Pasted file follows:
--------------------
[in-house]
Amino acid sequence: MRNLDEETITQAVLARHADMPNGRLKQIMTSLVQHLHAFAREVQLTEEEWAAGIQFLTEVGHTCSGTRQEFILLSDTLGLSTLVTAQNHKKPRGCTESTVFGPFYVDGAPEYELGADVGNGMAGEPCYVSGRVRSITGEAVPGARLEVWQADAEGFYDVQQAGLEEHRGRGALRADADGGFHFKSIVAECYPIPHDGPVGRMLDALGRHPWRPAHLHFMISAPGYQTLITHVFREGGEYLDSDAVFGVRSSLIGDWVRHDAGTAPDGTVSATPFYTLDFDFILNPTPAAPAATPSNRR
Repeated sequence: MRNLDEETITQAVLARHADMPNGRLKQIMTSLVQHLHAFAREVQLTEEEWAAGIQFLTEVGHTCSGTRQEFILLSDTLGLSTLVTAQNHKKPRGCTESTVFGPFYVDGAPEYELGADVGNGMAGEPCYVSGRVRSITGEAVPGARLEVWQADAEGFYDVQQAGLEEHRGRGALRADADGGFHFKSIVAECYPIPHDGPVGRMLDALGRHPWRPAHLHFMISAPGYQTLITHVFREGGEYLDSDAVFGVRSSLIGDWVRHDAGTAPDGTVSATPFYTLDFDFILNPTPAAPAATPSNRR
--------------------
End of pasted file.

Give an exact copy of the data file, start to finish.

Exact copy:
[in-house]
Amino acid sequence: MRNLDEETITQAVLARHADMPNGRLKQIMTSLVQHLHAFAREVQLTEEEWAAGIQFLTEVGHTCSGTRQEFILLSDTLGLSTLVTAQNHKKPRGCTESTVFGPFYVDGAPEYELGADVGNGMAGEPCYVSGRVRSITGEAVPGARLEVWQADAEGFYDVQQAGLEEHRGRGALRADADGGFHFKSIVAECYPIPHDGPVGRMLDALGRHPWRPAHLHFMISAPGYQTLITHVFREGGEYLDSDAVFGVRSSLIGDWVRHDAGTAPDGTVSATPFYTLDFDFILNPTPAAPAATPSNRR
Repeated sequence: MRNLDEETITQAVLARHADMPNGRLKQIMTSLVQHLHAFAREVQLTEEEWAAGIQFLTEVGHTCSGTRQEFILLSDTLGLSTLVTAQNHKKPRGCTESTVFGPFYVDGAPEYELGADVGNGMAGEPCYVSGRVRSITGEAVPGARLEVWQADAEGFYDVQQAGLEEHRGRGALRADADGGFHFKSIVAECYPIPHDGPVGRMLDALGRHPWRPAHLHFMISAPGYQTLITHVFREGGEYLDSDAVFGVRSSLIGDWVRHDAGTAPDGTVSATPFYTLDFDFILNPTPAAPAATPSNRR